But the primary disadvantage of radiographs is that, they only deliver are two-dimensional view which are vulnerable to abnormal magnification and distortion errors.[8] Thus, to prevent this concurrent use of the mesio-distal and bucco-lingual dimensions analysis of teeth is advised.[9] The ideal method for assessment of pulp tooth ratio is Computed tomography (CT) but because it could not be used at every site within the oral cavity and also is very expensive with high radiation exposure, its use is limited.[10] In any method, the accuracy of these dental methods of age estimation should be verified by conducting studies in different populations.

Unlike pulp/tooth area ratio which is a radiographic assessment, we assessed ratio directly on teeth. This parameter has an advantage as it has the potential to eliminate at least part of the effects of external factors which may cause external resorption or destruction of tooth structure.[11],[12] Hence, age estimations among the adults become considerably more diverse and definite. Our method did not involve radiographs or any sophisticated laboratory procedure.[13],[14] It is user friendly, inexpensive and can be used in adverse conditions during identification of victim or dental profiling.[15]

Mandibular canines were chosen as they are the single-rooted teeth with the largest pulp area and thus the easiest to analyze whereas other smaller single rooted teeth with smaller size give a faint idea of the pulp/root ratio.[16] Multi-rooted teeth on the other hand show clear pulp changes but less evident root changes.[17],[18] Canines are normally the oldest teeth and undergo less wear as a result of diet than posterior teeth. But; in conditions where these teeth are missing the method cannot be employed.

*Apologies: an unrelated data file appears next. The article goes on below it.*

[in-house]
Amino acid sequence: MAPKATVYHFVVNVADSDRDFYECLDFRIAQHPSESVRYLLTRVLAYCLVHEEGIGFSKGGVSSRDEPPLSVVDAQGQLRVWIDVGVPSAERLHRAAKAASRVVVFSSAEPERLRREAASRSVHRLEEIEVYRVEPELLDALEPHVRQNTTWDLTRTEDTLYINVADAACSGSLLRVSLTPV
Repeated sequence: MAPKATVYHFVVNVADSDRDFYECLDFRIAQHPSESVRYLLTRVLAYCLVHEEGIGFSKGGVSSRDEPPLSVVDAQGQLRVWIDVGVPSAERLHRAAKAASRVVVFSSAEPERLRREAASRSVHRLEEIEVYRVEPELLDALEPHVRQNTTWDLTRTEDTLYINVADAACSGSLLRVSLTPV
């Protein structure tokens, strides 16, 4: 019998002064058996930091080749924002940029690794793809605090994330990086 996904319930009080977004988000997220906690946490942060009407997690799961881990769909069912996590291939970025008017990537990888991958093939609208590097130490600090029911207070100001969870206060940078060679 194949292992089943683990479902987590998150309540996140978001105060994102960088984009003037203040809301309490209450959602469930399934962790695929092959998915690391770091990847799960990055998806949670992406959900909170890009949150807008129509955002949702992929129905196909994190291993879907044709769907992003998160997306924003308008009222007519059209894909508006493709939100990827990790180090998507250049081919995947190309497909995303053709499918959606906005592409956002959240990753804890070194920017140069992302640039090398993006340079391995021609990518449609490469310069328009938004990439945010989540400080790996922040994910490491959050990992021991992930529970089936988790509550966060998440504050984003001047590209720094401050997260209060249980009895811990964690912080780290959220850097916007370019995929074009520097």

The results of this study are promising; however, it cannot be generalized to other populations. Some doubts/questions regarding the accuracy of measurement methodology using digital measurements have been reported in literature. Hence, in future, steps toward development of image analysis programs which could easily recognize pulpal outlines in radiographic images should be undertaken so as to minimize human errors and reduce both intra- and inter-observer variability.

  Conclusion Top

Dental age prediction has been successfully used in routine and mass fatalities for identification purpose as teeth can be preserved for a long time. The present work showed that, by assessing the chronological age of an individual by correlating the relationship between age and pulp length/tooth length ratio in mandibular canine by using odontometric measurements with visual and nondestructive methods, appreciable degree of age predictions can be made possible for any given population. However, one has to exercise precautions before concluding these results to practical applications. Further research should be conducted on different types of teeth of different populations, which could possibly enhance age prediction.

Financial support and sponsorship


Conflicts of interest

There are no conflicts of interest.

  References Top

Stimson GP, Mertz AC. Forensic Dentistry. London: CRC Press; 1997. p. 1-2.  Back to cited text no. 1